October 26, 2012
Suppose a banker had to make a choice of whether to give a big loan to a very safe client, one of “The Infallible”, at a margin of Libor plus one half percent, or several smaller loans to small business, members of “The Risky”, at Libor plus four percent. An "Old" banker might have decided to lend to “The Risky” if, in his opinion, the difference in margins compensated for the difference in risk. The amount at exposure to each one of “The Risky” would also be much lower than the exposure to "The Infallible".
But then came a New regulator and told the banker, “If you lend to ‘The Infallible’ you only need 1.6 percent in capital while, if you lend to ‘The Risky’ you must hold 8 percent. And, of course, the New banker had then to decide for “The Infallible, because there was no chance on earth that the members of “The Risky”, could provide the bank with the same return on equity, when, in their case, the bank needed to hold FIVE times more equity.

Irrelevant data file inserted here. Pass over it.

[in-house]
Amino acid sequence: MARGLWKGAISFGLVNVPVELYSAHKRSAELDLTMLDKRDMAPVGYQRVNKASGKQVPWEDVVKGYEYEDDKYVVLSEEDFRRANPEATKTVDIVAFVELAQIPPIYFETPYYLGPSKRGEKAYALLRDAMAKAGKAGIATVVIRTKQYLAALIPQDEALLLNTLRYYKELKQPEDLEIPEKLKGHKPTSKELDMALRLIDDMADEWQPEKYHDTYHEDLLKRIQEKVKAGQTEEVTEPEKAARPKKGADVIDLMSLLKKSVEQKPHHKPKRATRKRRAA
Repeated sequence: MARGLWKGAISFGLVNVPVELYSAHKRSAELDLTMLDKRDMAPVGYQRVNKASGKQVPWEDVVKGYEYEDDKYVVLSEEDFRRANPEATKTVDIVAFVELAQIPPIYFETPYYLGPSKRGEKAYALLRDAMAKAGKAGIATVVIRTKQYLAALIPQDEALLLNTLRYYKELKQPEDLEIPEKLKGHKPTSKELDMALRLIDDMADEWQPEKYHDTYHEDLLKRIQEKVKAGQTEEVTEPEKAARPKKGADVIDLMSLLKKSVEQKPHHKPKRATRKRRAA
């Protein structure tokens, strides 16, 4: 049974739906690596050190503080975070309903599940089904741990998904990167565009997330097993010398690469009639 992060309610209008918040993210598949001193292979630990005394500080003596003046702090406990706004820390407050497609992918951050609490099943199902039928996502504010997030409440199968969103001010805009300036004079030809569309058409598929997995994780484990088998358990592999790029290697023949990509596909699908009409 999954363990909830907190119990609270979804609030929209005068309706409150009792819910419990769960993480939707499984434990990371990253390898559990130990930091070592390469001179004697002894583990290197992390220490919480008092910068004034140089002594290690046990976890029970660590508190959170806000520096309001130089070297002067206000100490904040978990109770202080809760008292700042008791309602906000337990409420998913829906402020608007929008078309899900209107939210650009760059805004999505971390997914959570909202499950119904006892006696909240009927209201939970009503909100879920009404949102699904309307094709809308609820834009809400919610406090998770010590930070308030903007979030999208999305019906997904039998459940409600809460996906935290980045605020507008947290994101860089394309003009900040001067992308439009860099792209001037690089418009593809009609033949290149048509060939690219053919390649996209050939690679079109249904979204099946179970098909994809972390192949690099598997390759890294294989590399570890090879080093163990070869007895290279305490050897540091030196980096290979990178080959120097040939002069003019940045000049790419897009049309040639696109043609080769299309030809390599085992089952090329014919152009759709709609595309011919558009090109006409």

And anyone who looks at and understands the implications of this absurd reality must come to the conclusion that in banking, whether our banks are to be Old or New, what we most need is an Old regulator, one who does not distort… one who does not believe himself to be the risk manager of the world.
And, Sir, that is why David Lascelles’ “Banking’s ‘golden age’ is a myth that should be forgotten”, October 26, though an interesting article, is quite irrelevant to our most urgent needs.
PS. FT I have tried to explain it to you in the simplest terms possible. As you can see I have not given up on that one day you will be able to understand what happened.